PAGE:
Prison for online grooming proposed

ANDREA VANCE
Last updated 05:00 29/08/2012

Relevant offers

Politics

American ex-pats show their colours as hundreds protest Donald Trump's inauguration in Wellington Sam Sachdeva: Greens take the lead as parties prepare candidates for 2017 election David Slack: No need to go overboard Selling scratchies online would increase gambling harm - Ministry of Health What did Donald say to Melania during that Waltz? GCSB Intercepts heard every word Ready or not, it's election year and the annual theatrics have started Angela Roberts looks back on ups, downs and almosts of four years at helm of PPTA Is politics the next move for outgoing PPTA president Angela Roberts? GP and poet Glenn Colquhoun: 'Every week I hear at least one story I thought was not possible.' Public input called for on plans to extend Kaikoura shellfish ban

Paedophiles who use the internet to groom children will face three years in jail under a proposed law.

Justice Minister Judith Collins yesterday announced a crackdown on internet child pornography, toughening up the maximum penalties for a range of offences.

Included in the proposals is the new offence of indecent communication with anyone under 16, which is designed to target those who try to gain the trust of children through social media or chatrooms.

Intentionally viewing child porn will also become a crime, and anyone convicted of a child pornography offence for a second time will automatically receive a jail sentence.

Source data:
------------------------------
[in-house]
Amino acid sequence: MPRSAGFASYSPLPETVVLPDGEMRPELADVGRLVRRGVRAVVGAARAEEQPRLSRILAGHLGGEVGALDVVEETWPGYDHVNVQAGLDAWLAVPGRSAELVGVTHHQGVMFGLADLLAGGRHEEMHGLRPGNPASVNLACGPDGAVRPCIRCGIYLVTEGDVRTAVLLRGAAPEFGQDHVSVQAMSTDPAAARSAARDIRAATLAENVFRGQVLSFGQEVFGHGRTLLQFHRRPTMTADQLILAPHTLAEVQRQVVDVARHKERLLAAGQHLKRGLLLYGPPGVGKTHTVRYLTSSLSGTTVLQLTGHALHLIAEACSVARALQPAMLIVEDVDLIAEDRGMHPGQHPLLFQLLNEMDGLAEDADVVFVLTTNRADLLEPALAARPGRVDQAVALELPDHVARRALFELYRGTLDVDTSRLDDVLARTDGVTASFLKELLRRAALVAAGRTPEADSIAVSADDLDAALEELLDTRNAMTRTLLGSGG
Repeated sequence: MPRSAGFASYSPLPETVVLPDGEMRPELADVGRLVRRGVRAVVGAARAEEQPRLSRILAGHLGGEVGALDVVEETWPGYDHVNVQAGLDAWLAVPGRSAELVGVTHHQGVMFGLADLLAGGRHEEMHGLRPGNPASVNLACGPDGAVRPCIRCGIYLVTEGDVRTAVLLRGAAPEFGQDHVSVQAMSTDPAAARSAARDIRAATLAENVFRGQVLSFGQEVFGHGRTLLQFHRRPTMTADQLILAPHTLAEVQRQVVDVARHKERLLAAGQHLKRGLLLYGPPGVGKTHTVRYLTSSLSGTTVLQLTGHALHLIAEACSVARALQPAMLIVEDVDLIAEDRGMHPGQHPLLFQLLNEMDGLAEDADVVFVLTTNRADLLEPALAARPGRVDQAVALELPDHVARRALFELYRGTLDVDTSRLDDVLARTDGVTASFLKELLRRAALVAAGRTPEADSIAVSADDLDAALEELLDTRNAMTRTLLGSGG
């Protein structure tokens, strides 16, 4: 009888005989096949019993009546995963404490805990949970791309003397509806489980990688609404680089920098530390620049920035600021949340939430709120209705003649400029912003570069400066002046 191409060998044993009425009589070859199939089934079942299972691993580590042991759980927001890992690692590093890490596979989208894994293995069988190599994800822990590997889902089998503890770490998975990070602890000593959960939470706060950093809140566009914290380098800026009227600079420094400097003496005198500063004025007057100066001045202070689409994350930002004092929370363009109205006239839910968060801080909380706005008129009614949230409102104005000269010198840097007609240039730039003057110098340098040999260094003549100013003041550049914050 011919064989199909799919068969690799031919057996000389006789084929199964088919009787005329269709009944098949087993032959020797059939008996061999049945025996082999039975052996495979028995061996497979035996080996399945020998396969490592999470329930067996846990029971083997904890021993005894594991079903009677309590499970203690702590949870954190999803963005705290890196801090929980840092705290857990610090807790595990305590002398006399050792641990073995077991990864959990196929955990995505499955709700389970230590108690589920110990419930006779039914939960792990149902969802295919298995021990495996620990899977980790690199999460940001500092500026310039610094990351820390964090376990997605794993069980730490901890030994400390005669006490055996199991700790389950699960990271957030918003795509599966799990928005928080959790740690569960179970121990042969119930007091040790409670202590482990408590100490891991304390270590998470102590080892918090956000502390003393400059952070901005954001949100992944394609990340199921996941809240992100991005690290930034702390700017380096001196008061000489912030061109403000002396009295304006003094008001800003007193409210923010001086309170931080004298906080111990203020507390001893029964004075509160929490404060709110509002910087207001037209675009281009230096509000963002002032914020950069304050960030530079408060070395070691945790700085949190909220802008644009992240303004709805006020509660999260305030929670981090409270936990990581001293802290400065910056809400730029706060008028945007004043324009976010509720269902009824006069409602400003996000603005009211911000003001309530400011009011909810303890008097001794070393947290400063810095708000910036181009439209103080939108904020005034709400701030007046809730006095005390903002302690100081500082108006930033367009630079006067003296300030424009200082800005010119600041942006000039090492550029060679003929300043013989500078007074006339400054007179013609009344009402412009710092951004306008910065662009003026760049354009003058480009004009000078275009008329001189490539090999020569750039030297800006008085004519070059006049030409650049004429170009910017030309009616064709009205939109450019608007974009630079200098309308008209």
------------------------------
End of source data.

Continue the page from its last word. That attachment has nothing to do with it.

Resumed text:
Ms Collins said young people were now living their lives online and had to be protected.

The Internal Affairs Department's digital child exploitation filtering system is filtering between 550 and 560 websites.

Under amendments to the Films, Videos and Publications Classification Act, people making or distributing child exploitation images will face a maximum 14 years in jail, up from 10 years.

Maximum sentences for possessing, exporting or importing an objectionable publication will rise from five to 10 years.

Since 2009 the police specialist team Online Child Exploitation Across New Zealand (Oceanz) has been involved in investigations which rescued 33 child victims of online child abuse, 22 of whom were from New Zealand.

Between 2004 and 2011, almost 400 people were convicted of an objectionable publication offence. A third received a prison sentence.

Oceanz head Detective Senior Sergeant John Michael said he welcomed any legislative change "which makes it easier for law enforcement agencies to locate and prosecute offenders who participate in online child exploitation".

Ad Feedback

- Fairfax Media

Special offers
Opinion poll

Should the speed limit be raised to 110kmh on some roads?

Yes

No

Vote Result

Related story: 110kmh limit moves closer

Featured Promotions

Sponsored Content